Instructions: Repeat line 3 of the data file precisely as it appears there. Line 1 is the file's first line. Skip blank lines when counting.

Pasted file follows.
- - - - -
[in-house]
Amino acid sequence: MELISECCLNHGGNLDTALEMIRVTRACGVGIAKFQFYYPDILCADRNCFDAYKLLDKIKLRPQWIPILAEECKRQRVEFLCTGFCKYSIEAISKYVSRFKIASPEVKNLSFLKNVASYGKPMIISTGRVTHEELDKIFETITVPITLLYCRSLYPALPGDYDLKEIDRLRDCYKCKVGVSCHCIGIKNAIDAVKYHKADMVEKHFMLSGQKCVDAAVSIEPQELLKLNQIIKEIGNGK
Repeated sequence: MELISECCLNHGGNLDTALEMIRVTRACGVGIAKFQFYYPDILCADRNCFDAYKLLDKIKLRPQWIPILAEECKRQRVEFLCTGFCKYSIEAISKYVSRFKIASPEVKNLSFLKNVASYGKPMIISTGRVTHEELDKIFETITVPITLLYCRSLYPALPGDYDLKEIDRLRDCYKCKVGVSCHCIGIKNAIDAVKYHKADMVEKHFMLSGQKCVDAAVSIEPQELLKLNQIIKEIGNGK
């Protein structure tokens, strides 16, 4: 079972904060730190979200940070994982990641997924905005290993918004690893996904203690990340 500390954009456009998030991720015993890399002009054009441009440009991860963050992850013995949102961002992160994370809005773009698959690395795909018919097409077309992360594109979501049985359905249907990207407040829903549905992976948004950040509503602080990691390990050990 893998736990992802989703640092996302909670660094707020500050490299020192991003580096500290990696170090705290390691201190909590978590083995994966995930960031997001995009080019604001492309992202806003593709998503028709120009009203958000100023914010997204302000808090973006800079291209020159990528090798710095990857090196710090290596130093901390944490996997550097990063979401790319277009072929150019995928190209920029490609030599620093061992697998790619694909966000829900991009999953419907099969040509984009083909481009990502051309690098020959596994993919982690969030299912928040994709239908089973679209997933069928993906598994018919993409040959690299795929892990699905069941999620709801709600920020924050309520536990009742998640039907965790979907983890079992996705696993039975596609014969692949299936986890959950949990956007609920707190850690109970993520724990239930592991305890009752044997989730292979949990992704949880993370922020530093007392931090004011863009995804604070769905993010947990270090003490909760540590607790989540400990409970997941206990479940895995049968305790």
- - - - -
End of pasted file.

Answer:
Repeated sequence: MELISECCLNHGGNLDTALEMIRVTRACGVGIAKFQFYYPDILCADRNCFDAYKLLDKIKLRPQWIPILAEECKRQRVEFLCTGFCKYSIEAISKYVSRFKIASPEVKNLSFLKNVASYGKPMIISTGRVTHEELDKIFETITVPITLLYCRSLYPALPGDYDLKEIDRLRDCYKCKVGVSCHCIGIKNAIDAVKYHKADMVEKHFMLSGQKCVDAAVSIEPQELLKLNQIIKEIGNGK